The road to Cabo San Lucas follows the rolling hills along the coast, past several modern RV parks, a dozen or more large hotels and hundreds of small camps where people can pitch a tent or park their RV. As they made the left turn at the intersection, LuAnn shouted, "Look! That's Ginger in that van. You know, that cute girl who we met at the pig roast."

            "They sure get around a lot, wonder what they are doing all the way down here," said Joe Bob as he passed an old bus which was chugging along in a cloud of oil smoke. It was stuffed with so many people that some were hanging out the door. The roof was stacked high with various boxes, bales and even a couple goats with their feet tied together. "Boy, that is what I would call going native," he said.

            Within a couple miles they came to a large RV Park. It had lots of palm trees, a swimming pool and was located next to a nice beach. "This looks like a nice place for us to stop. Wonder if they have tent spaces," he said as he turned into the driveway.

            "Yes, Sir," the manager told him. "In addition to more than a hundred RV spaces, we have 20 tent sites, but we are completely full right now. There are several more RV parks between here and Cabo San Lucas or you can always find a spot to camp at a place called Shipwreck Cove. It is located at Kilometer 9. However, finding a place to pitch a tent is no problem because you can camp anywhere you like on the beaches. All beaches in Baja are public except for the few places right in front of big hotels."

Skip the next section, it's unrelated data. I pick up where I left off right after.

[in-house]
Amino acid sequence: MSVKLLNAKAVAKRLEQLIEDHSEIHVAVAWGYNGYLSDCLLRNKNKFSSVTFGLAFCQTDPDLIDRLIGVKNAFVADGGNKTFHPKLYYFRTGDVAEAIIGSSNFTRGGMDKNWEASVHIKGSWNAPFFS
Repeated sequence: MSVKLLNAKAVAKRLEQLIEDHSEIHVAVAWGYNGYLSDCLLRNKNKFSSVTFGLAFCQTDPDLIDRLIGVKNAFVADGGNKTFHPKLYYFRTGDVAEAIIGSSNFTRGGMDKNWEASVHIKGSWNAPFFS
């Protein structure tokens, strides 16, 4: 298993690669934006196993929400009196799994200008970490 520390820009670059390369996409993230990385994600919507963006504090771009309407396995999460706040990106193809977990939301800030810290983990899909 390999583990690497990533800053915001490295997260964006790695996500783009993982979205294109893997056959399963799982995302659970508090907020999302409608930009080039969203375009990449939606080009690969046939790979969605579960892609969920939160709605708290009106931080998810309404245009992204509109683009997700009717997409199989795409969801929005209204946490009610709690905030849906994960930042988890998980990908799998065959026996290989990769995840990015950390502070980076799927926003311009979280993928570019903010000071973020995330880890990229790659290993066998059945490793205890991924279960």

They came over a small hill and ahead was a stalled car with some people who appeared to be working on it. As they got closer, they could see that all four wheels were missing and the men appeared to be removing the engine. "Looks like a new VW Rabbit, but this is sure an odd place to be pulling out the engine," said Joe Bob. "Oh well, you never know what a Meskin is liable to do."

            "Look," said LuAnn. "There is a road turning off toward that beach down there. It looks like a nice place to camp. The man at the RV Park said that all the beaches were public, so let's drive down and look it over."